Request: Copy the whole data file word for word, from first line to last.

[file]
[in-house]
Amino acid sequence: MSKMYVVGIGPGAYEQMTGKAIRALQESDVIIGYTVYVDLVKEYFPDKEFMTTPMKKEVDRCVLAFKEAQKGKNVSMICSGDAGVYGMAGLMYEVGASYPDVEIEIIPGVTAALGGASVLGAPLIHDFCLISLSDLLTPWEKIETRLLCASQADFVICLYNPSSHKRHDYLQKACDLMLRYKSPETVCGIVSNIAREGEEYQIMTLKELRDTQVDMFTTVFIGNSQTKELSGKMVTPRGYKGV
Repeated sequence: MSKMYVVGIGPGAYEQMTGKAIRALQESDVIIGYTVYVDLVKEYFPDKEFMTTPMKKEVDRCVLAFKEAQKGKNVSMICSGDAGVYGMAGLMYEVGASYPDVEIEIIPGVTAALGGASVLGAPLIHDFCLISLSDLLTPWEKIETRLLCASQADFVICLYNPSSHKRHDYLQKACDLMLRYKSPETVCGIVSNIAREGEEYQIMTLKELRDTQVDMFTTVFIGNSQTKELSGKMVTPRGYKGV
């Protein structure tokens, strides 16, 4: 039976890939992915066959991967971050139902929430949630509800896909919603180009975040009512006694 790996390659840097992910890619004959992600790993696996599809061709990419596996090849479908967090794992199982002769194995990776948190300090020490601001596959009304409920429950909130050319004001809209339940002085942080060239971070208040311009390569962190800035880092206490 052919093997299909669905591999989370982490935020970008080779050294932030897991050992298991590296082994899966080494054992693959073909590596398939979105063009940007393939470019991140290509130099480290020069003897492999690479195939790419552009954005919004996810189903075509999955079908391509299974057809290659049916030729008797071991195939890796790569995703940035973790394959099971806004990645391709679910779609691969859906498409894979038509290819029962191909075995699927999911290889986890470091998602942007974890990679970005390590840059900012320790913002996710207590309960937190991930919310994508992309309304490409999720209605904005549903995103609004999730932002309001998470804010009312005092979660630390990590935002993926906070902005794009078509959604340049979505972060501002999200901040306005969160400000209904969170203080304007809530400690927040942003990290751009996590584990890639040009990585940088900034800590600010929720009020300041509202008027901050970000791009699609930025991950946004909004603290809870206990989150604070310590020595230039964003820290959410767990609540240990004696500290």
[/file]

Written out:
[in-house]
Amino acid sequence: MSKMYVVGIGPGAYEQMTGKAIRALQESDVIIGYTVYVDLVKEYFPDKEFMTTPMKKEVDRCVLAFKEAQKGKNVSMICSGDAGVYGMAGLMYEVGASYPDVEIEIIPGVTAALGGASVLGAPLIHDFCLISLSDLLTPWEKIETRLLCASQADFVICLYNPSSHKRHDYLQKACDLMLRYKSPETVCGIVSNIAREGEEYQIMTLKELRDTQVDMFTTVFIGNSQTKELSGKMVTPRGYKGV
Repeated sequence: MSKMYVVGIGPGAYEQMTGKAIRALQESDVIIGYTVYVDLVKEYFPDKEFMTTPMKKEVDRCVLAFKEAQKGKNVSMICSGDAGVYGMAGLMYEVGASYPDVEIEIIPGVTAALGGASVLGAPLIHDFCLISLSDLLTPWEKIETRLLCASQADFVICLYNPSSHKRHDYLQKACDLMLRYKSPETVCGIVSNIAREGEEYQIMTLKELRDTQVDMFTTVFIGNSQTKELSGKMVTPRGYKGV
């Protein structure tokens, strides 16, 4: 039976890939992915066959991967971050139902929430949630509800896909919603180009975040009512006694 790996390659840097992910890619004959992600790993696996599809061709990419596996090849479908967090794992199982002769194995990776948190300090020490601001596959009304409920429950909130050319004001809209339940002085942080060239971070208040311009390569962190800035880092206490 052919093997299909669905591999989370982490935020970008080779050294932030897991050992298991590296082994899966080494054992693959073909590596398939979105063009940007393939470019991140290509130099480290020069003897492999690479195939790419552009954005919004996810189903075509999955079908391509299974057809290659049916030729008797071991195939890796790569995703940035973790394959099971806004990645391709679910779609691969859906498409894979038509290819029962191909075995699927999911290889986890470091998602942007974890990679970005390590840059900012320790913002996710207590309960937190991930919310994508992309309304490409999720209605904005549903995103609004999730932002309001998470804010009312005092979660630390990590935002993926906070902005794009078509959604340049979505972060501002999200901040306005969160400000209904969170203080304007809530400690927040942003990290751009996590584990890639040009990585940088900034800590600010929720009020300041509202008027901050970000791009699609930025991950946004909004603290809870206990989150604070310590020595230039964003820290959410767990609540240990004696500290």